A fire that damaged a Summer Street home in Gloucester last night has now claimed the life of the 15-year-old girl who firefighters initially found unconscious and unresponsive in the home, according to fire officials.
The girl, now identified by the District Attorney’s Office and Fire Marshal’s office as Victoria “Tori” McCabe Schmelzer, died late this morning at Massachusetts General Hospital in Boston, where she had been taken after an initial transport from the scene to Addison Gilbert Hospital last night.
A spokesman at Mass. General Hospital had confirmed to the Times that the girl had been in the intensive care unit at MGH earlier ths morning, but at the time had declined any further comment in her condition.
The nighttime fire in the home at 36 Summer St. was accidental and likely caused by combustibles left too close to a floor lamp in an upstairs bedroom of the two-apartment house, fire officials said this morning. Fire officials also told the Times that there were smoke detectors on all three floors, but the ones on the second floor, where the fire occurred, were “inoperable,” officials said.
When firefighters arrived on scene about 8:30 p.m., they found four residents — two from the burning apartment and two from the adjacent apartment within the building — outside of the house. The girl’s 17-year-old brother, Alex, lay sprawled out on the ground, according to Deputy Steve Aiello, who was on scene at the fire.
“Her brother had attempted to get her out of the building by trying to make it to the second floor,” Aiello said this morning. “He made a valiant attempt to get to her. He had singed eyebrows and inhaled smoke.”
Alex McCabe was also transported to Addison Gilbert Hospital for smoke inhalation last night, Aiello said.
According to fire officials, the girl’s mother and brother had been on the first floor of the apartment when the fire broke out in the vacant upstairs bedroom. The 15-year-old girl was in her upstairs bedroom, the rear room in the upper floor of the apartment.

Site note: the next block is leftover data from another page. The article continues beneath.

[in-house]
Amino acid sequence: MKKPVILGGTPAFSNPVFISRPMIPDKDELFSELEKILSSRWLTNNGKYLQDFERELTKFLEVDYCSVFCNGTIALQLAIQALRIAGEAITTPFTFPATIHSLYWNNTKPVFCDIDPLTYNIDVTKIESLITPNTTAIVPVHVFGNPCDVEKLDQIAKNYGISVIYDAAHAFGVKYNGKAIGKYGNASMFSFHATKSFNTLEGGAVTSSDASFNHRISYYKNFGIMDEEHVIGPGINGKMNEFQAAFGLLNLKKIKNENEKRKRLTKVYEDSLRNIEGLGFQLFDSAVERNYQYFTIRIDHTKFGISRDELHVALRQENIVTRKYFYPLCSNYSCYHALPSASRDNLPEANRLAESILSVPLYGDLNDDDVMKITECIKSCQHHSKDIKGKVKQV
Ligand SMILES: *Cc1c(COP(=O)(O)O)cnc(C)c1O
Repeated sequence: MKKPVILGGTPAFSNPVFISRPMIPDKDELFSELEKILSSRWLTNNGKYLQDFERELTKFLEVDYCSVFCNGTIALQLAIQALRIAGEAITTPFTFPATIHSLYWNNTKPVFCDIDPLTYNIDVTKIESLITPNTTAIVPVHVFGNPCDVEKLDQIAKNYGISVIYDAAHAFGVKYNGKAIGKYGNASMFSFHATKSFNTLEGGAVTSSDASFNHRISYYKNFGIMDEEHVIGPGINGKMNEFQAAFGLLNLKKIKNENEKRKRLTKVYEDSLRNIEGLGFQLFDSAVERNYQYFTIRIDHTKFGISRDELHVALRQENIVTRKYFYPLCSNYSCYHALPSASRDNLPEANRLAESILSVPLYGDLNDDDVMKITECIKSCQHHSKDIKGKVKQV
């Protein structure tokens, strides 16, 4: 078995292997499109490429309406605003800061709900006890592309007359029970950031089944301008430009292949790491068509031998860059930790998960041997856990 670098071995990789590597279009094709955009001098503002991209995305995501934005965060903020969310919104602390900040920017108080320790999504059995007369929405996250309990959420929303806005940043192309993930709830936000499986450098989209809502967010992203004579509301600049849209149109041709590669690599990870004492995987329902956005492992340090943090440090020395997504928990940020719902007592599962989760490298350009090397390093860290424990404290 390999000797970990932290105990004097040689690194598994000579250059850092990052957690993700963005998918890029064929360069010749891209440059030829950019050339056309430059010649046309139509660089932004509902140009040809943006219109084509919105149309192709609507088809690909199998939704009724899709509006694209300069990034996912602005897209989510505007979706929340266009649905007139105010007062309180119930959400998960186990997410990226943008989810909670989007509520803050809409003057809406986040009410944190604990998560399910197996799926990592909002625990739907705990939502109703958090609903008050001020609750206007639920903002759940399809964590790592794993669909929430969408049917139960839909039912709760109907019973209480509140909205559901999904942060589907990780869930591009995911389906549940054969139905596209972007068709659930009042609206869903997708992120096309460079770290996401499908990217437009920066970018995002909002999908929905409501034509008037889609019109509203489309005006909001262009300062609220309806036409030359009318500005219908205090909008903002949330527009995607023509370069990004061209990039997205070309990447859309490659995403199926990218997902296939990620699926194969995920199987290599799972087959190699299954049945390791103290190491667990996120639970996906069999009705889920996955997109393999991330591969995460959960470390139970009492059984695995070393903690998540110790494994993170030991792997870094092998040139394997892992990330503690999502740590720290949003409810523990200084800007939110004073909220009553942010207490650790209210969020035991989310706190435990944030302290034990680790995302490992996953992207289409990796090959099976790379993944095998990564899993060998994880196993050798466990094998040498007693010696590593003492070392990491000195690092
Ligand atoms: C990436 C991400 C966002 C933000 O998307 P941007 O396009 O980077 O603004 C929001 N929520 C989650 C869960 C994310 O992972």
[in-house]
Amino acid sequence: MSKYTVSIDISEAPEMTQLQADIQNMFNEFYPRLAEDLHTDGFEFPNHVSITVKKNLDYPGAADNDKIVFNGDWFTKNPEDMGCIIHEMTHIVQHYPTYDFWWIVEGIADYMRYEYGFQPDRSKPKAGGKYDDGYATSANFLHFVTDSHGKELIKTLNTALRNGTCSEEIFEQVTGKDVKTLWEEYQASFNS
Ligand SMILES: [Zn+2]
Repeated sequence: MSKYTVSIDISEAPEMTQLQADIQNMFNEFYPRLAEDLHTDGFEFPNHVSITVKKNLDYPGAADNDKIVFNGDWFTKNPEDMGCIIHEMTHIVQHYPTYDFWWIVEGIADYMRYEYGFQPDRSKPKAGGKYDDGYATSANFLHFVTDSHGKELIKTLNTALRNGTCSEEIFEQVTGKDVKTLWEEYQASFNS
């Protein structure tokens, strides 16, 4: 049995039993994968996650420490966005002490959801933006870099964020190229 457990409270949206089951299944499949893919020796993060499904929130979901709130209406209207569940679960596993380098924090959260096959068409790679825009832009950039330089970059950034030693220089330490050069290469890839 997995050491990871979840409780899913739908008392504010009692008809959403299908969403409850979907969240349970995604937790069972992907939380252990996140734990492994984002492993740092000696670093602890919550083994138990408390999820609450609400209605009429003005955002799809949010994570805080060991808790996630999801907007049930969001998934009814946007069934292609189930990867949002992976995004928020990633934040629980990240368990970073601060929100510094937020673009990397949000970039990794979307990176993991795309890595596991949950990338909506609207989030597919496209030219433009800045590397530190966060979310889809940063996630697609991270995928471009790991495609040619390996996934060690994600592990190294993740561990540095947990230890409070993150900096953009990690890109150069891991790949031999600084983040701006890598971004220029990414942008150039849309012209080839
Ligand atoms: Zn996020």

“He told us the last time he saw her she was at the doorway of her bedroom,” Aiello said.
Shortly after the fire began to burn — likely when a floor lamp burnt some paper on the floor of a vacant second floor bedroom, Aiello said — the heavy smoke traveling toward the girl’s room would have begun to disorient her, Aiello said. The smoke, along with heat and fire trapped the young girl.
A group of firefighters burst into the house, using a hose to clear the way, while others slung a ladder up to her window. The teams reached Victoria at about the same time, finding her unconscious in the bedroom, Aiello said.
They then carried her down through the house and outside, where she was “unconscious and unresponsive,” according to radio reports at the scene.
The fire did not travel to the second apartment of the home, though two residents evacuated from that apartment, Aiello said.
We will look to update this story online later today at gloucestertimes.com as more information becomes available. For more coverage, look to tomorrow’s print and online editions of the Gloucester Daily Times and gloucestertimes.com.
Marjorie Nesin can be reached at 978-283-7000, x3451, or at email@example.com.